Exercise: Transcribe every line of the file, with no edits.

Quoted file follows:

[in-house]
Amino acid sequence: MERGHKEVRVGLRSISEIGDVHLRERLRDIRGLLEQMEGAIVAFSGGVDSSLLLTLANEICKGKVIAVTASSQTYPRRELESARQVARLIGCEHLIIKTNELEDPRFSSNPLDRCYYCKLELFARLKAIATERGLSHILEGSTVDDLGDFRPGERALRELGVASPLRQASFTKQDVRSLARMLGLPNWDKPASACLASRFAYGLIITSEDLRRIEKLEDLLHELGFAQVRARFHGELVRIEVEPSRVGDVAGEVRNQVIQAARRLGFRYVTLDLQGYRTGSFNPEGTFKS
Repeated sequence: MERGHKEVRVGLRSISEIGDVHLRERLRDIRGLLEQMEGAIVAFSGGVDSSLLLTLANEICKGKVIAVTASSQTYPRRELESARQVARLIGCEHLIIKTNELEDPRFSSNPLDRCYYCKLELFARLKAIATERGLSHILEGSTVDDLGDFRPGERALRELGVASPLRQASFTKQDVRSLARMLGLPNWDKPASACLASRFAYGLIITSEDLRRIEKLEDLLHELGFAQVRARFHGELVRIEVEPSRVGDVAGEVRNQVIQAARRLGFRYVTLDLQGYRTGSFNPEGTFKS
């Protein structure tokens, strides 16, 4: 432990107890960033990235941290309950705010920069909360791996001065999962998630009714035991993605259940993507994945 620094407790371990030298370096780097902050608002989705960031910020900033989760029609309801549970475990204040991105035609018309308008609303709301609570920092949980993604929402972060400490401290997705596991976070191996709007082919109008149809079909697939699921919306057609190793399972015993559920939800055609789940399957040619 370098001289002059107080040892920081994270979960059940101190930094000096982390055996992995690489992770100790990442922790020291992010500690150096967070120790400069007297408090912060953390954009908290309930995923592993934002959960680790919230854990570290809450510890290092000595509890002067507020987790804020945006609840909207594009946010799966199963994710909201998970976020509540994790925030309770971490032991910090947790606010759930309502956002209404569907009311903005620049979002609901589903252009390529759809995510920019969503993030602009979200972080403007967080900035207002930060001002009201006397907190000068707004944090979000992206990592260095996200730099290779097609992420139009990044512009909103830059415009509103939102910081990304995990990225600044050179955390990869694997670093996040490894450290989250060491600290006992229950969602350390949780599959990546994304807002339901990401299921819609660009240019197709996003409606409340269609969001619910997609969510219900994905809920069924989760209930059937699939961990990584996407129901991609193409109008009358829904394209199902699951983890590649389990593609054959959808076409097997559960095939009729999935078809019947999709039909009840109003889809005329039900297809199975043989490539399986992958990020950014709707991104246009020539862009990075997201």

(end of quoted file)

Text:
[in-house]
Amino acid sequence: MERGHKEVRVGLRSISEIGDVHLRERLRDIRGLLEQMEGAIVAFSGGVDSSLLLTLANEICKGKVIAVTASSQTYPRRELESARQVARLIGCEHLIIKTNELEDPRFSSNPLDRCYYCKLELFARLKAIATERGLSHILEGSTVDDLGDFRPGERALRELGVASPLRQASFTKQDVRSLARMLGLPNWDKPASACLASRFAYGLIITSEDLRRIEKLEDLLHELGFAQVRARFHGELVRIEVEPSRVGDVAGEVRNQVIQAARRLGFRYVTLDLQGYRTGSFNPEGTFKS
Repeated sequence: MERGHKEVRVGLRSISEIGDVHLRERLRDIRGLLEQMEGAIVAFSGGVDSSLLLTLANEICKGKVIAVTASSQTYPRRELESARQVARLIGCEHLIIKTNELEDPRFSSNPLDRCYYCKLELFARLKAIATERGLSHILEGSTVDDLGDFRPGERALRELGVASPLRQASFTKQDVRSLARMLGLPNWDKPASACLASRFAYGLIITSEDLRRIEKLEDLLHELGFAQVRARFHGELVRIEVEPSRVGDVAGEVRNQVIQAARRLGFRYVTLDLQGYRTGSFNPEGTFKS
């Protein structure tokens, strides 16, 4: 432990107890960033990235941290309950705010920069909360791996001065999962998630009714035991993605259940993507994945 620094407790371990030298370096780097902050608002989705960031910020900033989760029609309801549970475990204040991105035609018309308008609303709301609570920092949980993604929402972060400490401290997705596991976070191996709007082919109008149809079909697939699921919306057609190793399972015993559920939800055609789940399957040619 370098001289002059107080040892920081994270979960059940101190930094000096982390055996992995690489992770100790990442922790020291992010500690150096967070120790400069007297408090912060953390954009908290309930995923592993934002959960680790919230854990570290809450510890290092000595509890002067507020987790804020945006609840909207594009946010799966199963994710909201998970976020509540994790925030309770971490032991910090947790606010759930309502956002209404569907009311903005620049979002609901589903252009390529759809995510920019969503993030602009979200972080403007967080900035207002930060001002009201006397907190000068707004944090979000992206990592260095996200730099290779097609992420139009990044512009909103830059415009509103939102910081990304995990990225600044050179955390990869694997670093996040490894450290989250060491600290006992229950969602350390949780599959990546994304807002339901990401299921819609660009240019197709996003409606409340269609969001619910997609969510219900994905809920069924989760209930059937699939961990990584996407129901991609193409109008009358829904394209199902699951983890590649389990593609054959959808076409097997559960095939009729999935078809019947999709039909009840109003889809005329039900297809199975043989490539399986992958990020950014709707991104246009020539862009990075997201």